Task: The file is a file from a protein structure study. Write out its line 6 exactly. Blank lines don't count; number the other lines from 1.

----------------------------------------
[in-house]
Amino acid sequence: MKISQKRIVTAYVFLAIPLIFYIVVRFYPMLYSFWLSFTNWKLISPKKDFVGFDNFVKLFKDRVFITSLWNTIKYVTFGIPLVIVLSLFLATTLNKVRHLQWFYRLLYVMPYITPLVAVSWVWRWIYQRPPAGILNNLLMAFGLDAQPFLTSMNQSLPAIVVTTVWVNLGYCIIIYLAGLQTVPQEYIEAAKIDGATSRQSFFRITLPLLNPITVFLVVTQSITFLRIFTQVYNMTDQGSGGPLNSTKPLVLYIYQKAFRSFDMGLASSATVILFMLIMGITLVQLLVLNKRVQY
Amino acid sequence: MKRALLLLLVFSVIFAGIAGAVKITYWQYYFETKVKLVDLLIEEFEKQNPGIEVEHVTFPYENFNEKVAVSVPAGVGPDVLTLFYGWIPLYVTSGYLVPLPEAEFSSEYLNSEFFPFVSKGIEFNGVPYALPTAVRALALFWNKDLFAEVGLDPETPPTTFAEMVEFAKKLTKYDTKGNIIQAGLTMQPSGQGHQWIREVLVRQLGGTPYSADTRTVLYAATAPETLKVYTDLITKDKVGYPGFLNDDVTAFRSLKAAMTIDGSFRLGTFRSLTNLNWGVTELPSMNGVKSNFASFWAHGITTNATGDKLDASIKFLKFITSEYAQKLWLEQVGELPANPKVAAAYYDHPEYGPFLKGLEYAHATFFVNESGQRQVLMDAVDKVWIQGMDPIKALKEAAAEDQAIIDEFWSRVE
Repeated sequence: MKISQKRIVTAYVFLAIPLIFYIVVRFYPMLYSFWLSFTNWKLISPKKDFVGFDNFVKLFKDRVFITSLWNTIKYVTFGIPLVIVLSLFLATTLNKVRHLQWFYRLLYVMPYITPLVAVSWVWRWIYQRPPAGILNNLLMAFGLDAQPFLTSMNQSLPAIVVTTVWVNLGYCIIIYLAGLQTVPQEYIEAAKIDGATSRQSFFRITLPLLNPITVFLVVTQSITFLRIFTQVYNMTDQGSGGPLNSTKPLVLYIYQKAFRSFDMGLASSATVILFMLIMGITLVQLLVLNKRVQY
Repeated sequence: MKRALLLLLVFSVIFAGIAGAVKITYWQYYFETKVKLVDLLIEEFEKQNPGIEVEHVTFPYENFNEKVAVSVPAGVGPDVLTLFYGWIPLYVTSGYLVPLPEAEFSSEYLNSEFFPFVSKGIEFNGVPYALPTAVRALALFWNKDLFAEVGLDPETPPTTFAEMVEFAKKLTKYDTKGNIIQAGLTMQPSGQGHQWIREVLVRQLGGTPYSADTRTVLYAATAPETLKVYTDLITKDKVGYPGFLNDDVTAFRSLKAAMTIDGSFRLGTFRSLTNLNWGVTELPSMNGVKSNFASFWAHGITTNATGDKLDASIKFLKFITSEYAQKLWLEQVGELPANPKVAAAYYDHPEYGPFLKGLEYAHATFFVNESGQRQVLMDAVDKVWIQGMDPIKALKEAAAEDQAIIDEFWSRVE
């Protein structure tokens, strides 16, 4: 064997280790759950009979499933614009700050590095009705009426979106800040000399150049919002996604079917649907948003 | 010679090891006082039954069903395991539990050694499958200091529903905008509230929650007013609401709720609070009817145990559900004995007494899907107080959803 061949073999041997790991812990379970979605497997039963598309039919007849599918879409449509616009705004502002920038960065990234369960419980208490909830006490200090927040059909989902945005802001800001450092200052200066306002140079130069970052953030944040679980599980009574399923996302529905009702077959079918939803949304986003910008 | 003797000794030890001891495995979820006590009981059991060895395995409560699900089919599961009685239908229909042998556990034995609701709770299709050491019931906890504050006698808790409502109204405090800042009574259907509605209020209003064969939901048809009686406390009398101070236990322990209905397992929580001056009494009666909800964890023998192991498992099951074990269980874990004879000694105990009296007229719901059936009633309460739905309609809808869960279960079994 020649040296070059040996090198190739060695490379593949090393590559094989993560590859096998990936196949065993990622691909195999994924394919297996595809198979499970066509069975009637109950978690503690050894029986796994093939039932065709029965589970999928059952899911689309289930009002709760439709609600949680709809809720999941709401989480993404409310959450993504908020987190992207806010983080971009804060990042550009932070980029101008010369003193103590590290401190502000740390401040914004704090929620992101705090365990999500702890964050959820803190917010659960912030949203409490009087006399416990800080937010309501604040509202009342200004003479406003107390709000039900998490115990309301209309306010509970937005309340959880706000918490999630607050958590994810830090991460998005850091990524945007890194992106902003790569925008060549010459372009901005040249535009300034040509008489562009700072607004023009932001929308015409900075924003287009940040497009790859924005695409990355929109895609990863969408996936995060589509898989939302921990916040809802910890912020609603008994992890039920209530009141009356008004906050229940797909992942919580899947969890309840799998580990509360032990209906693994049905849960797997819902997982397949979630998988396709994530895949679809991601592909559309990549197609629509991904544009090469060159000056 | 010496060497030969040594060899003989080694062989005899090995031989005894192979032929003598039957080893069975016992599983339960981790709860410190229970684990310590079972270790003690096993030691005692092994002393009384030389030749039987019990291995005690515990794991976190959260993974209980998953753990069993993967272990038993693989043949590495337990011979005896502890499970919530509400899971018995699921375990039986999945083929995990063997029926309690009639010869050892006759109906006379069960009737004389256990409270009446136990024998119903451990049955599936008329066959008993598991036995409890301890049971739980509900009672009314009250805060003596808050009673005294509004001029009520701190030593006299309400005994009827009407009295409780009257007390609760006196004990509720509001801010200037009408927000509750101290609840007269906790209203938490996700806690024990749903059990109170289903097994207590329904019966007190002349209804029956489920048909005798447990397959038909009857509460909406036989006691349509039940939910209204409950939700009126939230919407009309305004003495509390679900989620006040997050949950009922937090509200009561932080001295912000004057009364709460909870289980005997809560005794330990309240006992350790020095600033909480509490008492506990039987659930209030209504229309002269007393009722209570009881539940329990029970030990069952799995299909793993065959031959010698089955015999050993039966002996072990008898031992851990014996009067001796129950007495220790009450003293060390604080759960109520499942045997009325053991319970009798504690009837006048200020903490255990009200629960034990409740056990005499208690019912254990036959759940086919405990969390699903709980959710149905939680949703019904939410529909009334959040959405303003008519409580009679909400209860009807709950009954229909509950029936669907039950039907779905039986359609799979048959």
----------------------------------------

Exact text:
């Protein structure tokens, strides 16, 4: 064997280790759950009979499933614009700050590095009705009426979106800040000399150049919002996604079917649907948003 | 010679090891006082039954069903395991539990050694499958200091529903905008509230929650007013609401709720609070009817145990559900004995007494899907107080959803 061949073999041997790991812990379970979605497997039963598309039919007849599918879409449509616009705004502002920038960065990234369960419980208490909830006490200090927040059909989902945005802001800001450092200052200066306002140079130069970052953030944040679980599980009574399923996302529905009702077959079918939803949304986003910008 | 003797000794030890001891495995979820006590009981059991060895395995409560699900089919599961009685239908229909042998556990034995609701709770299709050491019931906890504050006698808790409502109204405090800042009574259907509605209020209003064969939901048809009686406390009398101070236990322990209905397992929580001056009494009666909800964890023998192991498992099951074990269980874990004879000694105990009296007229719901059936009633309460739905309609809808869960279960079994 020649040296070059040996090198190739060695490379593949090393590559094989993560590859096998990936196949065993990622691909195999994924394919297996595809198979499970066509069975009637109950978690503690050894029986796994093939039932065709029965589970999928059952899911689309289930009002709760439709609600949680709809809720999941709401989480993404409310959450993504908020987190992207806010983080971009804060990042550009932070980029101008010369003193103590590290401190502000740390401040914004704090929620992101705090365990999500702890964050959820803190917010659960912030949203409490009087006399416990800080937010309501604040509202009342200004003479406003107390709000039900998490115990309301209309306010509970937005309340959880706000918490999630607050958590994810830090991460998005850091990524945007890194992106902003790569925008060549010459372009901005040249535009300034040509008489562009700072607004023009932001929308015409900075924003287009940040497009790859924005695409990355929109895609990863969408996936995060589509898989939302921990916040809802910890912020609603008994992890039920209530009141009356008004906050229940797909992942919580899947969890309840799998580990509360032990209906693994049905849960797997819902997982397949979630998988396709994530895949679809991601592909559309990549197609629509991904544009090469060159000056 | 010496060497030969040594060899003989080694062989005899090995031989005894192979032929003598039957080893069975016992599983339960981790709860410190229970684990310590079972270790003690096993030691005692092994002393009384030389030749039987019990291995005690515990794991976190959260993974209980998953753990069993993967272990038993693989043949590495337990011979005896502890499970919530509400899971018995699921375990039986999945083929995990063997029926309690009639010869050892006759109906006379069960009737004389256990409270009446136990024998119903451990049955599936008329066959008993598991036995409890301890049971739980509900009672009314009250805060003596808050009673005294509004001029009520701190030593006299309400005994009827009407009295409780009257007390609760006196004990509720509001801010200037009408927000509750101290609840007269906790209203938490996700806690024990749903059990109170289903097994207590329904019966007190002349209804029956489920048909005798447990397959038909009857509460909406036989006691349509039940939910209204409950939700009126939230919407009309305004003495509390679900989620006040997050949950009922937090509200009561932080001295912000004057009364709460909870289980005997809560005794330990309240006992350790020095600033909480509490008492506990039987659930209030209504229309002269007393009722209570009881539940329990029970030990069952799995299909793993065959031959010698089955015999050993039966002996072990008898031992851990014996009067001796129950007495220790009450003293060390604080759960109520499942045997009325053991319970009798504690009837006048200020903490255990009200629960034990409740056990005499208690019912254990036959759940086919405990969390699903709980959710149905939680949703019904939410529909009334959040959405303003008519409580009679909400209860009807709950009954229909509950029936669907039950039907779905039986359609799979048959």